Every District resident over the age of 18 who gets a driver’s license would become automatically registered to vote under a spending plan the D.C. Council is expected to give final approval to later this month.
The spending plan, which advanced easily on Tuesday, would mean the District would join eight states with automatic voter registration.
Many Democratic lawmakers embraced automatic registration as a way to counter restrictive voter ID laws supported by some conservatives. Government groups have also pressed states to link voter registration with other government databases, saying doing so would help clean up inaccurate state voter rolls. Lawmakers in 32 states have introduced measures in the last year to automatically register drivers to vote.
Just this week, the Illinois House voted 115 to 0 in support of a law that will automatically register voters when they visit various state agencies.
“These kind of opt-out or automatic voter registration systems are just good 21st century government,” said Justin Levitt, who worked as a deputy assistant attorney general in the Civil Rights Division of the Justice Department under former president Barack Obama. “I would expect more of them as more states realize that the inefficient means of voter registration are actually pretty expensive.”
Under the plan approved unanimously last year by the D.C. Council — but not funded until now — every adult driver who gets a license would have his or her name, address and party affiliation forwarded to the D.C. Board of Elections and entered on voter rolls in the nation’s capital.
If a driver does not want to become a registered voter, he or she will have to opt out of the automatic registration system.
D.C. Council member Charles Allen (D-Ward 6), who introduced the automatic voter registration bill, called the funding plan an important step to expand voting access.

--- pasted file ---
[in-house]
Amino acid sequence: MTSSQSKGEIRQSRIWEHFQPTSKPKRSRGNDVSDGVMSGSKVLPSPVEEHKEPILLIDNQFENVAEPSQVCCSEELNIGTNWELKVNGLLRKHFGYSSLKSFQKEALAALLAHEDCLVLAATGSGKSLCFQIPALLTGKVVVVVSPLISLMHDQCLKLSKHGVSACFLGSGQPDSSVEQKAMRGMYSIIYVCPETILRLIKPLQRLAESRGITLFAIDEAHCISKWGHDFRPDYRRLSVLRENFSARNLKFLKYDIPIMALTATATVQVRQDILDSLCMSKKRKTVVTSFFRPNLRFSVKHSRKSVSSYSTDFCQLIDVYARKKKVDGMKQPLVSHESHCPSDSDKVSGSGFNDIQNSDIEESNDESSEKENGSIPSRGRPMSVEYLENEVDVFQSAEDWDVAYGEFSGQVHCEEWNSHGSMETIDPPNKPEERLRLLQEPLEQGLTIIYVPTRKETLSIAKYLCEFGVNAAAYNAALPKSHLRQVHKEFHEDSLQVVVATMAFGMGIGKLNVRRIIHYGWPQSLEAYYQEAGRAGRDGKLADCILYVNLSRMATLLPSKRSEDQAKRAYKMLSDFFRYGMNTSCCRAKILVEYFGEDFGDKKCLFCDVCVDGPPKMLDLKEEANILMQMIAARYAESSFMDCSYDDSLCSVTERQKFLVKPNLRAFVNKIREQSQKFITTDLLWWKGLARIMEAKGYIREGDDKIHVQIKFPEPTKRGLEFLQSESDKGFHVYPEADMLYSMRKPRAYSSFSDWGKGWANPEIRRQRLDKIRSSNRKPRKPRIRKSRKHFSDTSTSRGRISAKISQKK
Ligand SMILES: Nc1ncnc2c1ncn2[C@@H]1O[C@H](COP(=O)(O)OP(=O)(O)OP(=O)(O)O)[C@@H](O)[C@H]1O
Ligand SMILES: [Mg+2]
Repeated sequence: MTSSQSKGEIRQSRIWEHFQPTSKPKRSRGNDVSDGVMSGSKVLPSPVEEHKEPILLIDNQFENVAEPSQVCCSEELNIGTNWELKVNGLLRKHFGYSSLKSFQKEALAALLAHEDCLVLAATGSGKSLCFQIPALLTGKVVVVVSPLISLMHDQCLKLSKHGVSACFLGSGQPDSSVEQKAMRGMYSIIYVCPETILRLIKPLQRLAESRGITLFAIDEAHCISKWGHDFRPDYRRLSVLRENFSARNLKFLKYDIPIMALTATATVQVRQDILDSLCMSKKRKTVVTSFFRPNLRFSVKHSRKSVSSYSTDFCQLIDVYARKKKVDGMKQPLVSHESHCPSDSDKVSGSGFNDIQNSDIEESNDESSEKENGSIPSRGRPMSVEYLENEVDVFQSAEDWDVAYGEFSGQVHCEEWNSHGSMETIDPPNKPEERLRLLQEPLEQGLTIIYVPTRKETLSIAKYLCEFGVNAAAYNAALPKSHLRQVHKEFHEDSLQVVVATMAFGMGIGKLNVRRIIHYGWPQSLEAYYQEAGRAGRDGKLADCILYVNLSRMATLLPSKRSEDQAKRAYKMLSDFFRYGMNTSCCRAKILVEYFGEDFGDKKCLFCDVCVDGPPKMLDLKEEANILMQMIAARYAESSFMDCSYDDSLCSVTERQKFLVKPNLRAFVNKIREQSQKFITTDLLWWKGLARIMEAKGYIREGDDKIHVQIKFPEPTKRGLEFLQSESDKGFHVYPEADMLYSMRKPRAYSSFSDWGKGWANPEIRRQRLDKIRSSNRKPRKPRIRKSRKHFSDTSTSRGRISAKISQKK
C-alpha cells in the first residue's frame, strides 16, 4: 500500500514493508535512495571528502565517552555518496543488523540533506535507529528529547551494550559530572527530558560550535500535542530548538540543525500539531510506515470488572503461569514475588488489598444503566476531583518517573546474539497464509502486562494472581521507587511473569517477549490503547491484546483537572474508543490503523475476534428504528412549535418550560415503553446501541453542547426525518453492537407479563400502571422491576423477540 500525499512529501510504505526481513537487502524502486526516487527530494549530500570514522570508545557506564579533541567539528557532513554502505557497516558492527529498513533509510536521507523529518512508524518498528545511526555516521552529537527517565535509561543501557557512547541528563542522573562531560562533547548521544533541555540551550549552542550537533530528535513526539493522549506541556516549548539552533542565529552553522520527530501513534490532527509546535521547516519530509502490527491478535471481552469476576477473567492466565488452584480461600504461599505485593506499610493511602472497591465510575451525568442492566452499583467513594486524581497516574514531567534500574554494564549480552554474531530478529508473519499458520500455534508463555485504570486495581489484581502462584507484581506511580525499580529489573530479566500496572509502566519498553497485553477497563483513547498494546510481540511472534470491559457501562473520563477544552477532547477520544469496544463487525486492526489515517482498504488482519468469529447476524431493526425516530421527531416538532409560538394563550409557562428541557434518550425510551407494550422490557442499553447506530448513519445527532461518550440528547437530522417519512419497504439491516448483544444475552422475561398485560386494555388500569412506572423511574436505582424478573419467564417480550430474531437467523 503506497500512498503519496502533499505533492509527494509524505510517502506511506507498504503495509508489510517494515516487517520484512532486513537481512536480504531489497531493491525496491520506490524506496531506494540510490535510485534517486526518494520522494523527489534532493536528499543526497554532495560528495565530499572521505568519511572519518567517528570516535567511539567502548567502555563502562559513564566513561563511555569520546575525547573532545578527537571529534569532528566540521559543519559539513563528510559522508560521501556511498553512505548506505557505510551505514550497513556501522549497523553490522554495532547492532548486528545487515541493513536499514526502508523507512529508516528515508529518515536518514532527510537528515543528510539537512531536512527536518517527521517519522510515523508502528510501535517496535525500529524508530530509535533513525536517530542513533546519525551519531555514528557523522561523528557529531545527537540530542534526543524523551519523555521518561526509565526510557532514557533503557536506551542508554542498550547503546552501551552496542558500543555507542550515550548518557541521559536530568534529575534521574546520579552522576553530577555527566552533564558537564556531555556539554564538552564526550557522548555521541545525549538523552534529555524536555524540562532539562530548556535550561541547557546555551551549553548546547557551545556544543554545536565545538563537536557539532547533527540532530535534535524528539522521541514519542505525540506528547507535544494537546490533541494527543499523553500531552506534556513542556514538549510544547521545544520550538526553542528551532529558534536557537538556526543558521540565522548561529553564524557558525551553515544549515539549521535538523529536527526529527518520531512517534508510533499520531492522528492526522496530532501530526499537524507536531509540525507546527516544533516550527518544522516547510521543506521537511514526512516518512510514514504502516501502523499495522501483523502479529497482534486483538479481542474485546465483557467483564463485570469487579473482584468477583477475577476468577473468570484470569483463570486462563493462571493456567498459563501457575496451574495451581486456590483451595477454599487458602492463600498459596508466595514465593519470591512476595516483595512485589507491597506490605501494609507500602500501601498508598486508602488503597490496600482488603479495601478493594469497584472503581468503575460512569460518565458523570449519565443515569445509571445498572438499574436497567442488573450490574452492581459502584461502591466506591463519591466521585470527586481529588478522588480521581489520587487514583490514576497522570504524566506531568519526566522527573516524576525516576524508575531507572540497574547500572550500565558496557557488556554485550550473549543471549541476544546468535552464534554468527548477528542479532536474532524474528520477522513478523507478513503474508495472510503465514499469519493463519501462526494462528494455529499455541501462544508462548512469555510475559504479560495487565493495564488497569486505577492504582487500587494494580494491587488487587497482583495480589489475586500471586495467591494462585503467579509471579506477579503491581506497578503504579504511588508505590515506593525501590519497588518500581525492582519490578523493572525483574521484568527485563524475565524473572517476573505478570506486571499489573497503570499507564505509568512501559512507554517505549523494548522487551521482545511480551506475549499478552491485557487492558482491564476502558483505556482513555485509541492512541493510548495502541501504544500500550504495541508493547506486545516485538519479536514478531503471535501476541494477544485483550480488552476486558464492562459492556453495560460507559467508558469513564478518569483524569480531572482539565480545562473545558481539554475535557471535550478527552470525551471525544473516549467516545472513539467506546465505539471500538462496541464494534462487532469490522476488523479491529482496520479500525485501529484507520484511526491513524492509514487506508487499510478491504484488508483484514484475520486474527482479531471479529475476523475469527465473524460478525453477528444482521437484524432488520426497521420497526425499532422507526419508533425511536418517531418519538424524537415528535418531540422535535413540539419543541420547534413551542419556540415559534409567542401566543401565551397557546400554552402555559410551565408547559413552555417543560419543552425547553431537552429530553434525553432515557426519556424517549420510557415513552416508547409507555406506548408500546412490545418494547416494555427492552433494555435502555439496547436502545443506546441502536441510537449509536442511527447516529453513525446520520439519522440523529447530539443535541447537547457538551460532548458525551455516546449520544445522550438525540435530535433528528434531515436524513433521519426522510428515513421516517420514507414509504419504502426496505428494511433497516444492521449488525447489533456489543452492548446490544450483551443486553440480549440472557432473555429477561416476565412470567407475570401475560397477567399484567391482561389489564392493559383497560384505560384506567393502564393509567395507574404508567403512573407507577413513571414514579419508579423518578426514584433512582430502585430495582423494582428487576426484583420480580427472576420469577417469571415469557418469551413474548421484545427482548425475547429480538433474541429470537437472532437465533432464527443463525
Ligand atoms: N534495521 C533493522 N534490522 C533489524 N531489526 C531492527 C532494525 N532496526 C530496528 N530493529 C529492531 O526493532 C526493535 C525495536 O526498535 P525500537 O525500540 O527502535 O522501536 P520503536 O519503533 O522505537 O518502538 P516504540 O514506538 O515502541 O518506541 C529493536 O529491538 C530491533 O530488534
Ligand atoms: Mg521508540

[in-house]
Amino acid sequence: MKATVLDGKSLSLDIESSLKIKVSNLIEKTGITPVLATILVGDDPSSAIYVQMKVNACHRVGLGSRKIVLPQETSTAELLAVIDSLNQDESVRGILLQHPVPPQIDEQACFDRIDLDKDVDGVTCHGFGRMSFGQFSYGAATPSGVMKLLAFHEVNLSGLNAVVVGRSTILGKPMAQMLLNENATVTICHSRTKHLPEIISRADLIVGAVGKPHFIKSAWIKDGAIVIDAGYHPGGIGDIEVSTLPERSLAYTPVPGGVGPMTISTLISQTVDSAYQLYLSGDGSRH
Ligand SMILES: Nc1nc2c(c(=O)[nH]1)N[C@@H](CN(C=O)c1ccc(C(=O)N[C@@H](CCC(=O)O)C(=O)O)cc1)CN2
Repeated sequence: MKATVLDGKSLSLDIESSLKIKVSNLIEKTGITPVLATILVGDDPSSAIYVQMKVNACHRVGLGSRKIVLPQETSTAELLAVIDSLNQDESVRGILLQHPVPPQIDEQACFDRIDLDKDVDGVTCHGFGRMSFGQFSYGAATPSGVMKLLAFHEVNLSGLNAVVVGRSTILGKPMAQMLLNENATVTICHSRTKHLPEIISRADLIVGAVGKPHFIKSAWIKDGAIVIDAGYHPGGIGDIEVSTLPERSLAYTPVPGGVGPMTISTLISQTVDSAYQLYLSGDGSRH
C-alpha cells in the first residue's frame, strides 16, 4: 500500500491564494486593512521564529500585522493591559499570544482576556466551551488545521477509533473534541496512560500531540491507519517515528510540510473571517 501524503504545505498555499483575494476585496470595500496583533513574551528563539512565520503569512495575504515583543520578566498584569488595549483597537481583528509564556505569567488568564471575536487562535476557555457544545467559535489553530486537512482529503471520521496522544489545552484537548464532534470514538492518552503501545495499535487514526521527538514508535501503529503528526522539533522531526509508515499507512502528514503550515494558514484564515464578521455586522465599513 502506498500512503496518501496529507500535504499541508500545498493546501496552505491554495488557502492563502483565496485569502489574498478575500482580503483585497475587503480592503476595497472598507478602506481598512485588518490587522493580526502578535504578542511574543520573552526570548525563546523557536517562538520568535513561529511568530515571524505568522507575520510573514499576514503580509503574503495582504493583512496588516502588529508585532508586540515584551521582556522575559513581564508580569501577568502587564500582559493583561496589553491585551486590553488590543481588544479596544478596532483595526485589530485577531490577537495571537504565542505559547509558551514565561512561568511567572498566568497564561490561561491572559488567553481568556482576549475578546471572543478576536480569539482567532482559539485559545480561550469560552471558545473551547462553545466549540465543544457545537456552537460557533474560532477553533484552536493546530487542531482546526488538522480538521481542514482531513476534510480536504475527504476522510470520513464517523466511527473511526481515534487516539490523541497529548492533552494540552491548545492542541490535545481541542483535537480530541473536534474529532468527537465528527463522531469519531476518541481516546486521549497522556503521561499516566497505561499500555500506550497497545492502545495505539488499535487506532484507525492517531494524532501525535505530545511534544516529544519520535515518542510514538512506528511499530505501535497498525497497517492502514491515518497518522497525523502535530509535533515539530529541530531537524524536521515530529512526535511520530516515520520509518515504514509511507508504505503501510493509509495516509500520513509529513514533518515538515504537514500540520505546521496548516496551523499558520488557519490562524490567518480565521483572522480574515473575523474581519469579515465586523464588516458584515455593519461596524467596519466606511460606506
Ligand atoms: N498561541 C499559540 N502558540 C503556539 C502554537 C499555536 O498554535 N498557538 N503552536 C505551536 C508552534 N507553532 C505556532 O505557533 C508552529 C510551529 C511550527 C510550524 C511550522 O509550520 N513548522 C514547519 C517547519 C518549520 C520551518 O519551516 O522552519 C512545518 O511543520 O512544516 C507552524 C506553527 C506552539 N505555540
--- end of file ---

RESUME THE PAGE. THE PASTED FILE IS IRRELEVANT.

“It flips the presumption, where right now they ask you if want to be registered. Instead of that we’re just going to go ahead and get you registered, and that absolutely helps enfranchise voters,” Allen said. “Just as important, it should significantly increase the accuracy of voter rolls. People update their address all over the place, but rarely at the board of elections.”
Under the budget plan, the board of elections would hire two employees to run the system, and funding would be available to the Department of Motor Vehicles to complete an upgrade to transfer the data. The District’s chief financial officer estimated the new system will cost $659,000 over four years.
Allen said he hoped the DMV and board of elections could begin implementing the system on Oct. 1, the start of the new budget year. It was not clear Wednesday if that would be possible, a spokeswoman for the DMV did not immediately return a call seeking comment.
The new District law also lengthens the period for voter registration, moving the deadline from the current 30 days preceding a regularly scheduled election to 21 days. And voters will be allowed to file a change of address, even if that means changing wards, on Election Day.
There are currently 478,000 registered voters in the District.
Peter Jamison contributed to this report.